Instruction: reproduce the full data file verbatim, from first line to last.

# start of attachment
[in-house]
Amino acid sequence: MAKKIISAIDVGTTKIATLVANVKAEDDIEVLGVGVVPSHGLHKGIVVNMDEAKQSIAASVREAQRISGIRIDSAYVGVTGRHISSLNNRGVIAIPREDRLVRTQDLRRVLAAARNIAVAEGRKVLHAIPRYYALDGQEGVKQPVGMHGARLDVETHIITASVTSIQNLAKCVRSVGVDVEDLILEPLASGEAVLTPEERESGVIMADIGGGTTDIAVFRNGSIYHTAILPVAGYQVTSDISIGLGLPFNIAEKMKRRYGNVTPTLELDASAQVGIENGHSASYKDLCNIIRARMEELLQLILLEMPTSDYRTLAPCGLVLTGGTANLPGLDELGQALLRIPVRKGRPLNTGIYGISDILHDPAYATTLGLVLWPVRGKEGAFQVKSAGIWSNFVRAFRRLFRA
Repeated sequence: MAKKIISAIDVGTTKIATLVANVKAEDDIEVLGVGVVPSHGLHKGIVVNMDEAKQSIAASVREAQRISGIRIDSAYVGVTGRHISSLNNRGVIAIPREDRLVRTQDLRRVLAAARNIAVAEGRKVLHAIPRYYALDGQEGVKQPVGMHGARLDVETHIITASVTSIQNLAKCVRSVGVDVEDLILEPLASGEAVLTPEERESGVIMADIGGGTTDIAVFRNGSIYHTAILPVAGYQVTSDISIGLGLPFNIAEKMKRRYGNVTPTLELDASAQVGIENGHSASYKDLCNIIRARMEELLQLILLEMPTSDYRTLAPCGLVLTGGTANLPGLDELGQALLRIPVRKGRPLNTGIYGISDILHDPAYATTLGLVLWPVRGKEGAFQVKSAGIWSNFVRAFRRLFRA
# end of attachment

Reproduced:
[in-house]
Amino acid sequence: MAKKIISAIDVGTTKIATLVANVKAEDDIEVLGVGVVPSHGLHKGIVVNMDEAKQSIAASVREAQRISGIRIDSAYVGVTGRHISSLNNRGVIAIPREDRLVRTQDLRRVLAAARNIAVAEGRKVLHAIPRYYALDGQEGVKQPVGMHGARLDVETHIITASVTSIQNLAKCVRSVGVDVEDLILEPLASGEAVLTPEERESGVIMADIGGGTTDIAVFRNGSIYHTAILPVAGYQVTSDISIGLGLPFNIAEKMKRRYGNVTPTLELDASAQVGIENGHSASYKDLCNIIRARMEELLQLILLEMPTSDYRTLAPCGLVLTGGTANLPGLDELGQALLRIPVRKGRPLNTGIYGISDILHDPAYATTLGLVLWPVRGKEGAFQVKSAGIWSNFVRAFRRLFRA
Repeated sequence: MAKKIISAIDVGTTKIATLVANVKAEDDIEVLGVGVVPSHGLHKGIVVNMDEAKQSIAASVREAQRISGIRIDSAYVGVTGRHISSLNNRGVIAIPREDRLVRTQDLRRVLAAARNIAVAEGRKVLHAIPRYYALDGQEGVKQPVGMHGARLDVETHIITASVTSIQNLAKCVRSVGVDVEDLILEPLASGEAVLTPEERESGVIMADIGGGTTDIAVFRNGSIYHTAILPVAGYQVTSDISIGLGLPFNIAEKMKRRYGNVTPTLELDASAQVGIENGHSASYKDLCNIIRARMEELLQLILLEMPTSDYRTLAPCGLVLTGGTANLPGLDELGQALLRIPVRKGRPLNTGIYGISDILHDPAYATTLGLVLWPVRGKEGAFQVKSAGIWSNFVRAFRRLFRA